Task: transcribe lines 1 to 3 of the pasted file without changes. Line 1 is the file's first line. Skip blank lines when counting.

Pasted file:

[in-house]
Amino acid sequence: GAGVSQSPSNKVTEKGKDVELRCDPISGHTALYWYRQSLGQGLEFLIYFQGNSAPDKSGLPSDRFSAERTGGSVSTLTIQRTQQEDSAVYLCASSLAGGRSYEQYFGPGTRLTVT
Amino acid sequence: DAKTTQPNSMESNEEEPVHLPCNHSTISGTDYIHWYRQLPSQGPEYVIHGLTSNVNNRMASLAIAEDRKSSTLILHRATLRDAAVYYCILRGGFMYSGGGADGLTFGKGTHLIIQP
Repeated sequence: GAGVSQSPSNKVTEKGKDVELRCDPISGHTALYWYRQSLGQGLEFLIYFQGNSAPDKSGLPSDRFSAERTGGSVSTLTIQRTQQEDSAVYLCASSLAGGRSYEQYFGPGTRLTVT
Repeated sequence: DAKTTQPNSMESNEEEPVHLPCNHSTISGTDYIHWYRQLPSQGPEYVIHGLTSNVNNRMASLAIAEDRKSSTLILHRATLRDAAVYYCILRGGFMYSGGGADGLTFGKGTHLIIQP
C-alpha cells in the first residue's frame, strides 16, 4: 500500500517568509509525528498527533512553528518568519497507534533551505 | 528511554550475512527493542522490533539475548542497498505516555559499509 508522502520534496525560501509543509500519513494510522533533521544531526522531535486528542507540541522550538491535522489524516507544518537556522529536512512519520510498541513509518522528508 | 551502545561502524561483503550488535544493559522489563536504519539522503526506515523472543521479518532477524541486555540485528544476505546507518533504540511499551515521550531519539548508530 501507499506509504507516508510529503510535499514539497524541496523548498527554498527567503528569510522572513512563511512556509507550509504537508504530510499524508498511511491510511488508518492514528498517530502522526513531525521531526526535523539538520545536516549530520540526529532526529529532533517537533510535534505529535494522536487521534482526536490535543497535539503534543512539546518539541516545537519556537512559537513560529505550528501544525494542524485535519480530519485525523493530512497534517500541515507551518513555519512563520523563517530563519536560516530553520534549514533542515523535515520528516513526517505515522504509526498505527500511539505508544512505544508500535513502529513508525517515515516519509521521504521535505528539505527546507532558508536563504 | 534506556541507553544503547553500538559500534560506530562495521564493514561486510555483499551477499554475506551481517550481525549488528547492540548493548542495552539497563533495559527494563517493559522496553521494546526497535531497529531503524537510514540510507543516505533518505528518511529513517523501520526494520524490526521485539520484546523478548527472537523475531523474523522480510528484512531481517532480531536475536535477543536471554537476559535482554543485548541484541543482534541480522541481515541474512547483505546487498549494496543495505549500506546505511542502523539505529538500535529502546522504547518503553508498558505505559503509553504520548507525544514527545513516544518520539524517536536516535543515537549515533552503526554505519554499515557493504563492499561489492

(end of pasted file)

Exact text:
[in-house]
Amino acid sequence: GAGVSQSPSNKVTEKGKDVELRCDPISGHTALYWYRQSLGQGLEFLIYFQGNSAPDKSGLPSDRFSAERTGGSVSTLTIQRTQQEDSAVYLCASSLAGGRSYEQYFGPGTRLTVT
Amino acid sequence: DAKTTQPNSMESNEEEPVHLPCNHSTISGTDYIHWYRQLPSQGPEYVIHGLTSNVNNRMASLAIAEDRKSSTLILHRATLRDAAVYYCILRGGFMYSGGGADGLTFGKGTHLIIQP